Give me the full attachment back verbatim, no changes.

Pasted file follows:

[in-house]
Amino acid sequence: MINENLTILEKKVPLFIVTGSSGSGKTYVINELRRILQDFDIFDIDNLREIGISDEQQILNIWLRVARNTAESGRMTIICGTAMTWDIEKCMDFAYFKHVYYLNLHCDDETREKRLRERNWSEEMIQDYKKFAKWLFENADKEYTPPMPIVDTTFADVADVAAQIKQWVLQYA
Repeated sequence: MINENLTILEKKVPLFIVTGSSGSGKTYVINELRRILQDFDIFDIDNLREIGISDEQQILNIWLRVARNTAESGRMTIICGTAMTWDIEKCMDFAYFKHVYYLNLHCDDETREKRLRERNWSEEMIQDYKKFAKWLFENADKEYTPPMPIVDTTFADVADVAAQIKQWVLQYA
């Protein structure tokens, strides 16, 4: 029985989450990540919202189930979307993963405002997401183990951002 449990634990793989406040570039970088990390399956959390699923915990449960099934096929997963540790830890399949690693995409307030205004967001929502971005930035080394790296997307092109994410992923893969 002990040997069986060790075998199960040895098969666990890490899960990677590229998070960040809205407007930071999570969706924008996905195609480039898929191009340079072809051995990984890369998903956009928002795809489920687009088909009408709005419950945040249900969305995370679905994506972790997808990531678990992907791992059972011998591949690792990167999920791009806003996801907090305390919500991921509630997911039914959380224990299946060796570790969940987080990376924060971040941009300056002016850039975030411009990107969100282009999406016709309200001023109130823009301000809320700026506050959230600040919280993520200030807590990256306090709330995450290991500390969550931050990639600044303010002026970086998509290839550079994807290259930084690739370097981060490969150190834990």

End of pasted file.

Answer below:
[in-house]
Amino acid sequence: MINENLTILEKKVPLFIVTGSSGSGKTYVINELRRILQDFDIFDIDNLREIGISDEQQILNIWLRVARNTAESGRMTIICGTAMTWDIEKCMDFAYFKHVYYLNLHCDDETREKRLRERNWSEEMIQDYKKFAKWLFENADKEYTPPMPIVDTTFADVADVAAQIKQWVLQYA
Repeated sequence: MINENLTILEKKVPLFIVTGSSGSGKTYVINELRRILQDFDIFDIDNLREIGISDEQQILNIWLRVARNTAESGRMTIICGTAMTWDIEKCMDFAYFKHVYYLNLHCDDETREKRLRERNWSEEMIQDYKKFAKWLFENADKEYTPPMPIVDTTFADVADVAAQIKQWVLQYA
């Protein structure tokens, strides 16, 4: 029985989450990540919202189930979307993963405002997401183990951002 449990634990793989406040570039970088990390399956959390699923915990449960099934096929997963540790830890399949690693995409307030205004967001929502971005930035080394790296997307092109994410992923893969 002990040997069986060790075998199960040895098969666990890490899960990677590229998070960040809205407007930071999570969706924008996905195609480039898929191009340079072809051995990984890369998903956009928002795809489920687009088909009408709005419950945040249900969305995370679905994506972790997808990531678990992907791992059972011998591949690792990167999920791009806003996801907090305390919500991921509630997911039914959380224990299946060796570790969940987080990376924060971040941009300056002016850039975030411009990107969100282009999406016709309200001023109130823009301000809320700026506050959230600040919280993520200030807590990256306090709330995450290991500390969550931050990639600044303010002026970086998509290839550079994807290259930084690739370097981060490969150190834990």